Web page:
In this post, we will look at the Life Trap of Enmeshment. It goes well together with ones like Subjugation and Recognition-seeking, since, as a borderline chameleon, I am constantly seeking ways to not be abandoned. What better way to do that than to adopt the likes of the one I need to stay?
A brief summary based on the book, Tunne Lukkosi by Kimmo Takanen, in regards to the Life Trap of Enmeshment:
I feel as though I am so entangled with my partner, friend, or family member, that I don’t know who I am anymore. It is hard for me to differentiate between my opinion and theirs, so I typically lean towards agreeing with them. I want to know the other person’s opinion before I voice mine, so I can fit them together.
I may feel a strong sense of belonging and closeness with the one I’m entangled with, and it feels as though I can’t survive without them. I sacrifice my world to be able to fuse with another’s.
It is almost as if the other person is living through me, that I don’t even have my own life. I tend to not know what I want and need, and by sharing everything I have I lose my privacy. I am living so close to the other person, that I feel guilty and offensive, if I don’t tell the person something happening in my life.
When compensating for the Life Trap of Enmeshment, I tend to do a full turn and do the opposite of what they have been doing, even if it is against my own well-being.
My daily struggles with Enmeshment.
What’s healthy agreeing? Which opinions are mine? Which are his? Is this me or is this the other person? Who am I?
From what I’ve read and heard, this seems to be quite a common problem for us Borderlines, as we would do pretty much anything to not be abandoned. For me personally, this Life Trap has been eating away at my sense of self for pretty much all my life as far as I can recall.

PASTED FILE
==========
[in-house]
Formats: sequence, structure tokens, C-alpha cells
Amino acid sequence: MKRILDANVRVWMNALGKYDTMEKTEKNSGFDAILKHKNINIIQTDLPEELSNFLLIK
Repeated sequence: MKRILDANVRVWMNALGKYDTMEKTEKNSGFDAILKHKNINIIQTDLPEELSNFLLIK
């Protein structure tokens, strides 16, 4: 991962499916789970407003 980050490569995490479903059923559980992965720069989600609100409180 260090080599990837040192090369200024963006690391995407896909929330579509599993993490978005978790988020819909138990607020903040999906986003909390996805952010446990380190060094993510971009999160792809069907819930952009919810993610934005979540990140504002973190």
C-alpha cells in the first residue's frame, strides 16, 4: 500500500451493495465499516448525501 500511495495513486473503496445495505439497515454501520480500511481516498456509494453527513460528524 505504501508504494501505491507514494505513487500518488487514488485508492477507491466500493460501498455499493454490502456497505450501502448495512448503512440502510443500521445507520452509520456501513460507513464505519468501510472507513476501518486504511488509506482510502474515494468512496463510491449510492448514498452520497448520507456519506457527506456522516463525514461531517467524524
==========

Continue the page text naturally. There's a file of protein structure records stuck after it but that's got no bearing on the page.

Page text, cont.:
As a child I was spending time in the pool, competing in swimming competitions, and practicing up to 7 times a week. That was my life. That and school. I remember I wanted to continue being a scout, as I loved nature and the games and adventures we had in the meetings, but in the end, I got told that it is getting in the way of swimming and had to drop it. I never chose swimming, it was chosen for me.
After my parents separated and my friend group at the time ditched me, things started to get worse for me. I had no companionship, I didn’t want to bother my parents, and my sister moved on with her life to another town. I remember being alone in my room, late at night, drowning myself in books, and later on, in blades.
My carefree childhood ended fast.
As I’ve said in a previous post, I started seeking out people online, it felt good to be complimented. So good that for a lonely child it became a lifeline. People liked me. It didn’t matter that it was for the wrong reasons.
Online I also found my first real relationships. Some lasted longer, some shorter. After I got cheated on by my long-time partner, I went back online and found people to fill the void left by him. I was (until I started to work on my self-respect at the age of 30) continuously wondering why I couldn’t ever be what people wanted me to be.
No matter if I liked the music they liked, got into cars (god I got to the point of hating those metal cans since they had more value than me), laughed when they laughed and agreed when they said something. My own likes and needs were hidden.